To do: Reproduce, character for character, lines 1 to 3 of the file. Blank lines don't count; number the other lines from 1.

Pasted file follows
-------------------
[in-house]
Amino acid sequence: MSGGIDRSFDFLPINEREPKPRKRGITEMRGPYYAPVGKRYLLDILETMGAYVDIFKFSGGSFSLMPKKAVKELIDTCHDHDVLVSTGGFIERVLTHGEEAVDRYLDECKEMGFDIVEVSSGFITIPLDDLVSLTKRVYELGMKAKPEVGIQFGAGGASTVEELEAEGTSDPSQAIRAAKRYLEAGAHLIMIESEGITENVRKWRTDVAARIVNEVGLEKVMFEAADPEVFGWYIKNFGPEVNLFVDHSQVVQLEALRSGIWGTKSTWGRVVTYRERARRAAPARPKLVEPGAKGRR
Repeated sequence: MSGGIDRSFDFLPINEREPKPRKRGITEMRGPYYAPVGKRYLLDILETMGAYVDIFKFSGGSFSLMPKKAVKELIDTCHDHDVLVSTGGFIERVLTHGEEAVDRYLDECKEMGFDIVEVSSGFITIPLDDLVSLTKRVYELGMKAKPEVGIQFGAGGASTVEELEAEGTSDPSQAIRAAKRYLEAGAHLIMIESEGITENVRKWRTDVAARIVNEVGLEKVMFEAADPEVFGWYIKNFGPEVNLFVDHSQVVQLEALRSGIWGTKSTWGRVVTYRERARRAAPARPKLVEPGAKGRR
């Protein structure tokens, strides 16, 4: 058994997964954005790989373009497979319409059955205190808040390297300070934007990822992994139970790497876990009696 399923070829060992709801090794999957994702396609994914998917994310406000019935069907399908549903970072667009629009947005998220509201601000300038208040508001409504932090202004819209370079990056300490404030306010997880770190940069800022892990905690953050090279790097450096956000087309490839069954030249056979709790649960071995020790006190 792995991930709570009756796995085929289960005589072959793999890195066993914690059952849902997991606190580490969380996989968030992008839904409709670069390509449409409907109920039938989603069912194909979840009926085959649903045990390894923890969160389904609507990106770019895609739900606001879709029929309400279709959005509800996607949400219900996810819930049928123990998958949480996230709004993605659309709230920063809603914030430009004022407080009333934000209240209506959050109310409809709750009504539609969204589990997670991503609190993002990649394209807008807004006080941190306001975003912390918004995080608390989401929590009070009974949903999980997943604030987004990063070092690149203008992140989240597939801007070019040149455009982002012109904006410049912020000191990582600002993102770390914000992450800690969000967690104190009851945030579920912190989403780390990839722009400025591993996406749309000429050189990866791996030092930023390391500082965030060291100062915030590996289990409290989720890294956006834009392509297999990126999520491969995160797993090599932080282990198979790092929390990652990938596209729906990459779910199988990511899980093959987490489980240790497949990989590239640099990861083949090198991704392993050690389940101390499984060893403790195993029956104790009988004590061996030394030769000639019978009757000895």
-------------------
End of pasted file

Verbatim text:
[in-house]
Amino acid sequence: MSGGIDRSFDFLPINEREPKPRKRGITEMRGPYYAPVGKRYLLDILETMGAYVDIFKFSGGSFSLMPKKAVKELIDTCHDHDVLVSTGGFIERVLTHGEEAVDRYLDECKEMGFDIVEVSSGFITIPLDDLVSLTKRVYELGMKAKPEVGIQFGAGGASTVEELEAEGTSDPSQAIRAAKRYLEAGAHLIMIESEGITENVRKWRTDVAARIVNEVGLEKVMFEAADPEVFGWYIKNFGPEVNLFVDHSQVVQLEALRSGIWGTKSTWGRVVTYRERARRAAPARPKLVEPGAKGRR
Repeated sequence: MSGGIDRSFDFLPINEREPKPRKRGITEMRGPYYAPVGKRYLLDILETMGAYVDIFKFSGGSFSLMPKKAVKELIDTCHDHDVLVSTGGFIERVLTHGEEAVDRYLDECKEMGFDIVEVSSGFITIPLDDLVSLTKRVYELGMKAKPEVGIQFGAGGASTVEELEAEGTSDPSQAIRAAKRYLEAGAHLIMIESEGITENVRKWRTDVAARIVNEVGLEKVMFEAADPEVFGWYIKNFGPEVNLFVDHSQVVQLEALRSGIWGTKSTWGRVVTYRERARRAAPARPKLVEPGAKGRR